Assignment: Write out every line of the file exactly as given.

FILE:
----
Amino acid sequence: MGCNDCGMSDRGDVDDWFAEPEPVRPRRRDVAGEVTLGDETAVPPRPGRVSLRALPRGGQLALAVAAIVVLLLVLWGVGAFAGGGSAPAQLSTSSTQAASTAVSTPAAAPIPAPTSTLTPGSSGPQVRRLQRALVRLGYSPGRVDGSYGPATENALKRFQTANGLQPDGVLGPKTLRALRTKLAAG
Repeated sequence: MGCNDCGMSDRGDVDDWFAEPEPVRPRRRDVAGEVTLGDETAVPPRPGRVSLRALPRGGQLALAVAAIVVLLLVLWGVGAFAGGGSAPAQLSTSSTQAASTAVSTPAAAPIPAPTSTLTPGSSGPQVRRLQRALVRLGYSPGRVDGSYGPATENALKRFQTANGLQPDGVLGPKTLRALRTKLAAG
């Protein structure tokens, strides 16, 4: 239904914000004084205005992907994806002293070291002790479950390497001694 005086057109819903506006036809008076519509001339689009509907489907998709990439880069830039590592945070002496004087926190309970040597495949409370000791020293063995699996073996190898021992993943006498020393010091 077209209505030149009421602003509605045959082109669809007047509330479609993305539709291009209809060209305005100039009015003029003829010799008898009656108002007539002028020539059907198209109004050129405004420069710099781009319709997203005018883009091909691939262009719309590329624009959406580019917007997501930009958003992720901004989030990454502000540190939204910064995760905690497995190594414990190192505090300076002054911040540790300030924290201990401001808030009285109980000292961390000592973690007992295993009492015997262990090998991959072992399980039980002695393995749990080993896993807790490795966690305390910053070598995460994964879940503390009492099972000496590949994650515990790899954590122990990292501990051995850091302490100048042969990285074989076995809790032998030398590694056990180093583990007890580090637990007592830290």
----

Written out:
Amino acid sequence: MGCNDCGMSDRGDVDDWFAEPEPVRPRRRDVAGEVTLGDETAVPPRPGRVSLRALPRGGQLALAVAAIVVLLLVLWGVGAFAGGGSAPAQLSTSSTQAASTAVSTPAAAPIPAPTSTLTPGSSGPQVRRLQRALVRLGYSPGRVDGSYGPATENALKRFQTANGLQPDGVLGPKTLRALRTKLAAG
Repeated sequence: MGCNDCGMSDRGDVDDWFAEPEPVRPRRRDVAGEVTLGDETAVPPRPGRVSLRALPRGGQLALAVAAIVVLLLVLWGVGAFAGGGSAPAQLSTSSTQAASTAVSTPAAAPIPAPTSTLTPGSSGPQVRRLQRALVRLGYSPGRVDGSYGPATENALKRFQTANGLQPDGVLGPKTLRALRTKLAAG
């Protein structure tokens, strides 16, 4: 239904914000004084205005992907994806002293070291002790479950390497001694 005086057109819903506006036809008076519509001339689009509907489907998709990439880069830039590592945070002496004087926190309970040597495949409370000791020293063995699996073996190898021992993943006498020393010091 077209209505030149009421602003509605045959082109669809007047509330479609993305539709291009209809060209305005100039009015003029003829010799008898009656108002007539002028020539059907198209109004050129405004420069710099781009319709997203005018883009091909691939262009719309590329624009959406580019917007997501930009958003992720901004989030990454502000540190939204910064995760905690497995190594414990190192505090300076002054911040540790300030924290201990401001808030009285109980000292961390000592973690007992295993009492015997262990090998991959072992399980039980002695393995749990080993896993807790490795966690305390910053070598995460994964879940503390009492099972000496590949994650515990790899954590122990990292501990051995850091302490100048042969990285074989076995809790032998030398590694056990180093583990007890580090637990007592830290």